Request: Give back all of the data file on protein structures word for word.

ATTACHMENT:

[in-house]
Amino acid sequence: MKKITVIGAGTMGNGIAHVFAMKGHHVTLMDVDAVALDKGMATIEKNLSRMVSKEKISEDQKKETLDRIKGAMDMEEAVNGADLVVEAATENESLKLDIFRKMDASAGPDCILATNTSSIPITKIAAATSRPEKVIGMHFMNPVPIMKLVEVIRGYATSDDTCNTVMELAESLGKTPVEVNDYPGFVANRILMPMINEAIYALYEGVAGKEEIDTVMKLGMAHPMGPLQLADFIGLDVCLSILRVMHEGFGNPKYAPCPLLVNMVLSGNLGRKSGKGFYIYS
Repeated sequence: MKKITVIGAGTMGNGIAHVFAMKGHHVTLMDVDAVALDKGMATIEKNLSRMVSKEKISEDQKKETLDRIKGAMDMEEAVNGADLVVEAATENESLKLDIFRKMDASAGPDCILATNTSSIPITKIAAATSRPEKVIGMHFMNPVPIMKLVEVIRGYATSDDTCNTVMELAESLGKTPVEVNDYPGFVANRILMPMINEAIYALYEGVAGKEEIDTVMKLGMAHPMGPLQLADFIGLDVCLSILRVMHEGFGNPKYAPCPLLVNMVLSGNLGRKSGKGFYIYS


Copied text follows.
[in-house]
Amino acid sequence: MKKITVIGAGTMGNGIAHVFAMKGHHVTLMDVDAVALDKGMATIEKNLSRMVSKEKISEDQKKETLDRIKGAMDMEEAVNGADLVVEAATENESLKLDIFRKMDASAGPDCILATNTSSIPITKIAAATSRPEKVIGMHFMNPVPIMKLVEVIRGYATSDDTCNTVMELAESLGKTPVEVNDYPGFVANRILMPMINEAIYALYEGVAGKEEIDTVMKLGMAHPMGPLQLADFIGLDVCLSILRVMHEGFGNPKYAPCPLLVNMVLSGNLGRKSGKGFYIYS
Repeated sequence: MKKITVIGAGTMGNGIAHVFAMKGHHVTLMDVDAVALDKGMATIEKNLSRMVSKEKISEDQKKETLDRIKGAMDMEEAVNGADLVVEAATENESLKLDIFRKMDASAGPDCILATNTSSIPITKIAAATSRPEKVIGMHFMNPVPIMKLVEVIRGYATSDDTCNTVMELAESLGKTPVEVNDYPGFVANRILMPMINEAIYALYEGVAGKEEIDTVMKLGMAHPMGPLQLADFIGLDVCLSILRVMHEGFGNPKYAPCPLLVNMVLSGNLGRKSGKGFYIYS